This year's success - in the preliminary at least - could be due to the stronger efforts in marketing and outreach in the entire region. "It's normally not just one reason, but it's more like a puzzle. Every piece in it must function. We've sharpened our focus and content," he adds.
"There are more Singaporean, Thai and Indonesian galleries this year and this is what has brought the people in. They're not here to see Chinese art or Western art, but Southeast-Asian works."
Now too, there's an entire fringe week that's sprung up without Art Stage Singapore having to organise one. "So everyone is now cooperating. We're all sitting in the same boat and rowing in the same direction," he adds.
'We have the world's largest collection of South-east Asian art – what we do with it, how we curate it – I think it'll make an important statement in both the academic and collectors' fields'
– Lynette Pang, executive director, Arts & Entertainment, STB
As for the initially divisive Indonesian Pavilion, Mr Rudolf denies that it was. "It's just whether people understood it or not. And now that they see how it works, they have seen the benefit and what it means to the region."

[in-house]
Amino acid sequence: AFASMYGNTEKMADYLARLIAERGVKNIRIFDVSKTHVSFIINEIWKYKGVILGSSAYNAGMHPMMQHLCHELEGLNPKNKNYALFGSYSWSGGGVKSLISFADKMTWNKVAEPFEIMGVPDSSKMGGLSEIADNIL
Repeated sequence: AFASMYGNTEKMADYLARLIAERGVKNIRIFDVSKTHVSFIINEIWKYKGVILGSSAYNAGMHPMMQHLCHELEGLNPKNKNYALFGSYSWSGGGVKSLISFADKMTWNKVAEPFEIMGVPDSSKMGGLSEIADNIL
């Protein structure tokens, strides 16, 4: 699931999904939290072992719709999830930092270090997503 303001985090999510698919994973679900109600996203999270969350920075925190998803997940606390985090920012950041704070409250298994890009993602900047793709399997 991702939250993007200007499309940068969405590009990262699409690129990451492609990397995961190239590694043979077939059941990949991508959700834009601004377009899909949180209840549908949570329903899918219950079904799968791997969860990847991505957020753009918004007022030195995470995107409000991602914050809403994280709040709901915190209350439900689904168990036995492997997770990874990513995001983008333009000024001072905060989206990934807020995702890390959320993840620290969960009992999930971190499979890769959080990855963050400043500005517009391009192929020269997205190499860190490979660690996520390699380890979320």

As to how much the government had financed the fair, and whether they will continue to do so, Mr Rudolph points out that far too often, in Singapore, everything which is "culture" is seen to need financing by the state. "That is not necessary. As a commercial platform we have to be independent," he stresses.
Meanwhile, Art Stage Singapore is a stepping stone towards a more holistic art eco-system, says Lynette Pang, executive director, Arts & Entertainment, Singapore Tourism Board. "If you look at the development of arts in Singapore, it's a government investment that's been going on for the past 20 years or more. It's just that in recent years, it's the visual arts scene that has been taking off. So for the various government agencies, we have a long term view of this."
Looking at the future, there's also the Singapore Biennale, and all these visual arts events are leading up to the National Art Gallery opening in 2015. Notes Ms Pang: "We have the world's largest collection of South-east Asian art - what we do with it, how we curate it - I think it'll make an important statement in both the academic and collectors' fields."